There're people who have been trying to line up for the opportunity.


Even better is this (try to avoid starting a sentence with "there"):

People have been trying to line up for the opportunity.


Let's face it, though: does any of it really matter? For me, it's like fingernails on a chalkboard, but in the larger scope of things … I'm not sure it does matter.

*Oops! Here's another one just in: "There’s help-wanted ads everywhere." —1/11/2018



books broken heartDear Reader. Maybe it's about time for this post. Like you, I bet, I've been distressed — no, horrified — by the divisiveness and ugliness pervading our public discourse.

We've turned against one another: liberals and conservatives, globalists and populists, blacks and whites, men and women, religious and nonreligious, elites and … well, pretty much everyone else.

But here's the good news. We have BOOKS. Novels, especially, are sources of refuge — with the power to heal, to bind wounds and the wounded.

Through book clubs—with our books—we come together to share the love of story. We visit different cultures and are exposed to different ideas. We grow our empathy. We locate ourselves, for a time, in a wider world. We understand — because we are well read — that change is inevitable. But we also understand that there are lasting values which must be protected, always.

Those "lasting values," though, can get us into trouble; how we define them differs, which makes them easy to politicize. You could say the idea of values is what divides us.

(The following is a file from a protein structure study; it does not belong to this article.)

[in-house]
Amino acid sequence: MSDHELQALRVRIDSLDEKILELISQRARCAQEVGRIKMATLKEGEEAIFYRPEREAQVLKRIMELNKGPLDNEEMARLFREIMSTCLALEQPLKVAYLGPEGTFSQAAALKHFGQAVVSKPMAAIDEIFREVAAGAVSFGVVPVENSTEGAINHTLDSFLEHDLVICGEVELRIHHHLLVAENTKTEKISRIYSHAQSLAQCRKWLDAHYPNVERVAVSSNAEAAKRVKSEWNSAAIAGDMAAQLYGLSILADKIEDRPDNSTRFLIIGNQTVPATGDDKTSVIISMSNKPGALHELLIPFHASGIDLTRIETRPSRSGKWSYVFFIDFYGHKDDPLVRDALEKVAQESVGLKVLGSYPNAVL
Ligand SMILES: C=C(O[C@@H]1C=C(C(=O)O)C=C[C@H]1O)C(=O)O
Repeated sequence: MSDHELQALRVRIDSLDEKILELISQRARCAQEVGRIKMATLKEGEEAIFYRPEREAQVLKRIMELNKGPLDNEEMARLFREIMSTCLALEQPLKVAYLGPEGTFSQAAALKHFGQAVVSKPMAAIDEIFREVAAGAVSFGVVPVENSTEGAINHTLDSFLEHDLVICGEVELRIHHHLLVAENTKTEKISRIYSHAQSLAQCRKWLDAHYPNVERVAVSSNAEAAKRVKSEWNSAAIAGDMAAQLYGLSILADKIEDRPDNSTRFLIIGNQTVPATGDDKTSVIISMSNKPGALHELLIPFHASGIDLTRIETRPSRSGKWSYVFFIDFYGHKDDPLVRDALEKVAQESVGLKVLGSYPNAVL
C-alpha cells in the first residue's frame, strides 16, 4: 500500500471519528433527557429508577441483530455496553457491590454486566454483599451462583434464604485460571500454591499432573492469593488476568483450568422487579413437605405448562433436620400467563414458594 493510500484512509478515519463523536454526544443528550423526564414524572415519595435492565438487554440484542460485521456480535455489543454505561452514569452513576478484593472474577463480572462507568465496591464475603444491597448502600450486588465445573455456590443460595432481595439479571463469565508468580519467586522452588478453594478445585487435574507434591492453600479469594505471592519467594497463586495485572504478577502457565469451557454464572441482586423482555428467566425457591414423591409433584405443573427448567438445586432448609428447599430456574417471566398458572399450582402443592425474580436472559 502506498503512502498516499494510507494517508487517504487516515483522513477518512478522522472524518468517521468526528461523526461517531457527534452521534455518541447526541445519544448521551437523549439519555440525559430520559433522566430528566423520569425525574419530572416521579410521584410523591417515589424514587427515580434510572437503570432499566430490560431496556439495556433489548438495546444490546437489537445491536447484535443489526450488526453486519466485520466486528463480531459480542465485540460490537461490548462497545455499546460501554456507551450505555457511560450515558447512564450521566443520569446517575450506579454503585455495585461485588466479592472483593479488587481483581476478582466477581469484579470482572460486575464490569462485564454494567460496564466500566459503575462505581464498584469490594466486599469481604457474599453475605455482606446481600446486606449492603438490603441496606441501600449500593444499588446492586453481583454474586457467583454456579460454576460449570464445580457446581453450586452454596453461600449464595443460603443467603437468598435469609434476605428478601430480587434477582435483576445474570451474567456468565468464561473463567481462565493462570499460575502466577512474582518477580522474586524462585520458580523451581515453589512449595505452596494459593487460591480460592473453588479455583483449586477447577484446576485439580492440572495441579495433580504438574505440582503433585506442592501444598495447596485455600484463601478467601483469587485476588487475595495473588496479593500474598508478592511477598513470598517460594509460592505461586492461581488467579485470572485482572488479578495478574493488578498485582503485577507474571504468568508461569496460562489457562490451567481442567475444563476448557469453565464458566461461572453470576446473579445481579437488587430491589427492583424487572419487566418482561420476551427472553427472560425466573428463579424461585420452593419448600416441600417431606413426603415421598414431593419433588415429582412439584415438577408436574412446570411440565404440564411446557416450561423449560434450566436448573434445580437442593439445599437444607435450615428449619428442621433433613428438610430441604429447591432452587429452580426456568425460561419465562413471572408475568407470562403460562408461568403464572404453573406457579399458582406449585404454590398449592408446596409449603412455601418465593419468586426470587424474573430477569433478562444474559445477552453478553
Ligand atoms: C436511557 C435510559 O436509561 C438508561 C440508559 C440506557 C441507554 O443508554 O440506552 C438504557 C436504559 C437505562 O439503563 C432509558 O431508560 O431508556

But there ARE lasting values, ones we can all agree on. First and foremost is KINDNESS, and we can find it in literature. Many of our favorite books are those in which kindness is found in unexpected places, in which an open, generous spirit prevails over cruelty and selfishness, anger and fear.

A second is belief in the DIGNITY of every individual. That's a hard one. It's much easier to play the lowest card in the deck and resort to name-calling — I know, I've done it. Yes, shamefully, I've indulged in vitriol.

Yet literature is rife with the acknowledgement of human worth — that individuals, no matter how vile or how degraded, possess an inner core of dignity.



winston blog4Stepping away from books, let's talk about something more PRIMAL that helps us overcome our differences.

If you haven't already guessed from the photo to the left—it's our pets.

While visiting my daughter, I enjoy spending time at an off-leash dog park. Not only is there a wide variety of dogs, but their owners are a fairly diverse group as well.

Yet the moment
one of our dogs turns aggressive, we're quick to apologize and rein in the bad behavior. What's surprising is that the other dog owners are equally quick to accept the apology. I've seen this dozens of times. Animals, it seems—like books—tap into a deep well of GRACIOUSNESS within us.

One of those times, the political chatter one had been particularly caustic. (When hasn't it?) So it was of note that, as we sat watching our 4-legged creatures, we 2-legged ones were exhibiting the BEST OF OURSELVES. I wanted to hold onto that and carry it with me.